5 minute tempo – 70-80% threshold
5 minutes easy riding
5 minutes sub threshold – 80-90% threshold
5 minutes easy
2 minutes threshold - 100% threshold
2 minutes easy
2 minutes threshold – 100% threshold
20-30 minutes easy. Do a few all out 20-30 second sprints or spin ups.
3. Pre-Cheaha Dinner
Nothing special or out of ordinary the night before the big day. Have a balanced, healthy meal with high quality protein, fat, vegetables, and starch. For example, 6-8oz salmon, steak, or chicken, 1-2 cups of roasted vegetables, and a side of rice or sweet potato. Women have portions on the lower end and men, have portions on the higher end.
Pay particular attention to hydration, especially on hot and humid days.
Avoid eating too late. Eating late might reduce sleep quality.
No need to “carb load.” Have one serving of carbohydrates, such as pasta, rice, fruit, or potatoes.
Avoid heavy and hard to digest red meat. Choose lighter proteins such as chicken or fish. A quality steak even.
Avoid highly spiced food.
A glass of wine or a pint of beer won’t be detrimental to your performance and, if you are nervous, it can help you to relax, but just stick to the one.
Breakfast comes down to personal preference. A meal 2-3 hours before the start of the ride might be ideal for you. If you are planning on a slow pace from the start, you might try eating 1 hour before start. Limit fiber and fat intake for breakfast. Oats, eggs, fruit, and/or rice are great, all-natural options that most people find to be easy on the stomach. Here are a few suggestions:
2 eggs with a slice of avocado and 1 cup fruit
2 eggs with 1 cup of oatmeal and fruit
Avocado toast with a cup of fruit or an egg
Small turkey patty with rice
5. During-Ride Nutrition
For rides longer than 2 hours, you need to eat and drink. Researchers recommend 30-60 grams of carbs each hour. Your body will struggle to process more than 60g per hour because the average person can process only about one gram of carbohydrate per minute, no matter how much is consumed. The limiting factor isn’t your muscles, though, it’s your intestines. Carbs from food can only be transported into your bloodstream from your intestines so fast. Dumping more carbohydrate into your gut will increase the absorption rate, but it can increase your chances of an upset stomach.
Eat real food earlier on in a ride and then switch to gels the last 1-2 hours, when you might not be able to stomach real food and need quick energy (Cheaha 100 and Ultra riders!). Drink water along with any foods you consume which will help with digestion and absorption while preventing bloating or indigestion.
Below are options to consume each hour.
First 1-5+ hours:
1 FastKat Bar = 25g of carbs
2-5 fig bars (12 g of carbs each) = 24-60 g
½ -1 Cliff Bar (40g of carbs) = 20-40g
Nut butter packet
Banana = 25g carbs
Waffle or rice cake = 20g carbs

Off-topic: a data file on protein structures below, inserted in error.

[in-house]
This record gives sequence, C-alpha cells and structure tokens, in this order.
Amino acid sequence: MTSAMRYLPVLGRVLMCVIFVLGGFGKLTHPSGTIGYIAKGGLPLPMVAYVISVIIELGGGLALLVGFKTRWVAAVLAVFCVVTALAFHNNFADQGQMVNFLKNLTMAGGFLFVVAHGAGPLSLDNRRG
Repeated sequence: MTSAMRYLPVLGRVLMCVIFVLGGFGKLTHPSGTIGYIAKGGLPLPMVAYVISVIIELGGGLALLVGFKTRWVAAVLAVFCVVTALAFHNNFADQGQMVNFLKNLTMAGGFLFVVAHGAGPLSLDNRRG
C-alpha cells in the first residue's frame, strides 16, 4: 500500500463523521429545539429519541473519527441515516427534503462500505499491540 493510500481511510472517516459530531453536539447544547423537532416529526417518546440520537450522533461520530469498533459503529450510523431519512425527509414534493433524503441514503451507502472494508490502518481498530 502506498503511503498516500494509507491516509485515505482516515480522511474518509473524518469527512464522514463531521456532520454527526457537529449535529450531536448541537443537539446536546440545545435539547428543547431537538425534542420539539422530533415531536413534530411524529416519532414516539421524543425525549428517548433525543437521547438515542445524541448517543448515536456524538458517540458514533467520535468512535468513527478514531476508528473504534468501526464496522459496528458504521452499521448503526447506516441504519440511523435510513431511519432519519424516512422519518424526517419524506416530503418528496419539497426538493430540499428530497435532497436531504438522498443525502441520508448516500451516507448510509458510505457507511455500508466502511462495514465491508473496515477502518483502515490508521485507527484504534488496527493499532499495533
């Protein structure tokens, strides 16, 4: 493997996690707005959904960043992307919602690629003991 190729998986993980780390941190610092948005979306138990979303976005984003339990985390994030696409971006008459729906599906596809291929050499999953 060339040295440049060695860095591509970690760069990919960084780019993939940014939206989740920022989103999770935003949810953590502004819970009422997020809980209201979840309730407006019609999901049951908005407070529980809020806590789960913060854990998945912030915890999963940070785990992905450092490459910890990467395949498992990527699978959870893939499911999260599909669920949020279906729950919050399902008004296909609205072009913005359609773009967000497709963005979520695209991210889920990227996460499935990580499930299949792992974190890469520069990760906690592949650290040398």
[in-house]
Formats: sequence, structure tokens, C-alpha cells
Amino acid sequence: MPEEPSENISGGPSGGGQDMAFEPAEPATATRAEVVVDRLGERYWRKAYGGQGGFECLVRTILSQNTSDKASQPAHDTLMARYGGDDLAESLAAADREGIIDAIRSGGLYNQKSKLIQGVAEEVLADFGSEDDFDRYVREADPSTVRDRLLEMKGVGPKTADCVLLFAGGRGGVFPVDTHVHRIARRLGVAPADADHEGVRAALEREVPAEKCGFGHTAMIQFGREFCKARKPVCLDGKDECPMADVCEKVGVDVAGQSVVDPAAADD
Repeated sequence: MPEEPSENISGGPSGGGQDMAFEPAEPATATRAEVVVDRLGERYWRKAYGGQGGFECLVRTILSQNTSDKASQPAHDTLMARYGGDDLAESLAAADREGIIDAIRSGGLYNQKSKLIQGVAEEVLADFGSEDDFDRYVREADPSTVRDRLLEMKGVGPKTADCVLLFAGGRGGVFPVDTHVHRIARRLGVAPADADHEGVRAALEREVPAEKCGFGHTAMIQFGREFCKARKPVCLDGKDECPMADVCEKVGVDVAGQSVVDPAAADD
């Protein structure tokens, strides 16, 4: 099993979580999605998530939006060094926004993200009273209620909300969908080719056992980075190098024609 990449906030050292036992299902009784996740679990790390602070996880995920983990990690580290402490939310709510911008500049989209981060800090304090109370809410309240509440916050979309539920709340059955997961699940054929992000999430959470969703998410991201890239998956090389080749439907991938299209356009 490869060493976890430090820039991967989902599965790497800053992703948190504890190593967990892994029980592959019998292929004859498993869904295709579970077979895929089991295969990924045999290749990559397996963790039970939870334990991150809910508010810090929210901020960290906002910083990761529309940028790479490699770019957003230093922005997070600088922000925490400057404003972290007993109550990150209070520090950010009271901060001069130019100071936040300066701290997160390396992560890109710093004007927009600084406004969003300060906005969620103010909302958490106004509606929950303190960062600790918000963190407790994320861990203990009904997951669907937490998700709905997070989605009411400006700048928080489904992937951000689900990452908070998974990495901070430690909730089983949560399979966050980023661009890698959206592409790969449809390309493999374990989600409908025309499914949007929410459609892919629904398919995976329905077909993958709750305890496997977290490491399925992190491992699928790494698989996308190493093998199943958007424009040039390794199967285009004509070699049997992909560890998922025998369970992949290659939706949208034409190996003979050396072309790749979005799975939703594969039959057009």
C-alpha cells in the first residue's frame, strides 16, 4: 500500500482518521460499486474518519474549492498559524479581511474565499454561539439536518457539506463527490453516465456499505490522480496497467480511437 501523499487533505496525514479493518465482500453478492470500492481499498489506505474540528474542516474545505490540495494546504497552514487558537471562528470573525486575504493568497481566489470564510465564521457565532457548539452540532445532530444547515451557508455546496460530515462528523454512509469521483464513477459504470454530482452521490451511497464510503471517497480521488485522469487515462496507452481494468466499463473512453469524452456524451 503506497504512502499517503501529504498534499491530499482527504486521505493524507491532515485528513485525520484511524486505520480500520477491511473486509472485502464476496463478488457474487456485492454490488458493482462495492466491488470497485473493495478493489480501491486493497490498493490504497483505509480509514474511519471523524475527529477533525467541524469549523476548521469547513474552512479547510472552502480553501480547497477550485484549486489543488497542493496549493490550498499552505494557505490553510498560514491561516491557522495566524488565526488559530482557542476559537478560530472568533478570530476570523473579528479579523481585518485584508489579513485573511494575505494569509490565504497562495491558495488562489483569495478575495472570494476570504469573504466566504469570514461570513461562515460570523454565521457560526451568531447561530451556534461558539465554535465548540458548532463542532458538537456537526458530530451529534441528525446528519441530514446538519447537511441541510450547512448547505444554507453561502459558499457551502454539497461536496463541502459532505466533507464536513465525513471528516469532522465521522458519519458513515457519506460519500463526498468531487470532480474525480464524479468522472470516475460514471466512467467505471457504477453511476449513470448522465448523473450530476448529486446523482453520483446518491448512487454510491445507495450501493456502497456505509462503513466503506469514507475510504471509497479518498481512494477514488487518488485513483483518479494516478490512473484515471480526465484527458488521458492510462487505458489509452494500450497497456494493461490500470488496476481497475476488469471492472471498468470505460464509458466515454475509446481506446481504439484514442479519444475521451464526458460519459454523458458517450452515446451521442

Last 1-2 hours:
1-2 gels (22 g of carbohydrates each) = 22-44 g – Last 1-2 hours
Blocks (or other gummies)
6. Navigating Rest Stops
There is a rest stop about every 10 miles during the Cheaha Challenge. Though tempting, you don’t need to stop and eat at every one. The volunteer won’t be upset, I promise! Too many cookies or other yummy snacks will overload your system causing stomach issues, fatigue, and an overall bad experience. Be smart, keep it simple, and don’t try anything new.
When thinking nutrition on the bike, separate solid food and fluids. This keeps it simple.
Hydration is another individual aspect of performance to dial in. A sweat test may be helpful in determining how much water and sport drink to have each hour. In general, start with water the first hour then add in sport drink as the ride progresses to replenish electrolytes and add simple sugar. Drinking 500 ml of typical sport drink will give you around 36 g of carbohydrate, as well as essential electrolytes.
A general guideline is to consume 500ml of fluid per hour. Some find it helpful to set a timer as a reminder to drink every 15 minutes or so. On hot and humid days, this might be a great plan. If you are running low, no worries. There are plenty of rest stations with water and sport drink along the way.
Another thing to consider is terrain. Sipping on your water bottle while climbing or descending Cheaha Mountain is tough. Breathing rate is high and you need your hands on the handle bars. Remember to take a few sips before you start ascending or descending.
8. Post-Cheaha Nutrition
After completing your 40, 60, 80, 100, or 124 mi ride, make sure to eat! A recovery shake, for example, is specifically designed to replenish glycogen and provide protein to start the recovery and rebuilding process. A much cheaper and arguably equally effective option is chocolate milk. These options are great for enhancing recovery if you plan to ride Monday or Tuesday after the Cheaha Challenge.
Otherwise, forget about nutrition and CELEBRATE! Have a beer, hang out, and enjoy the food! Your body will absorb what it needs and replenish what you have depleted over the next 24-48 hours.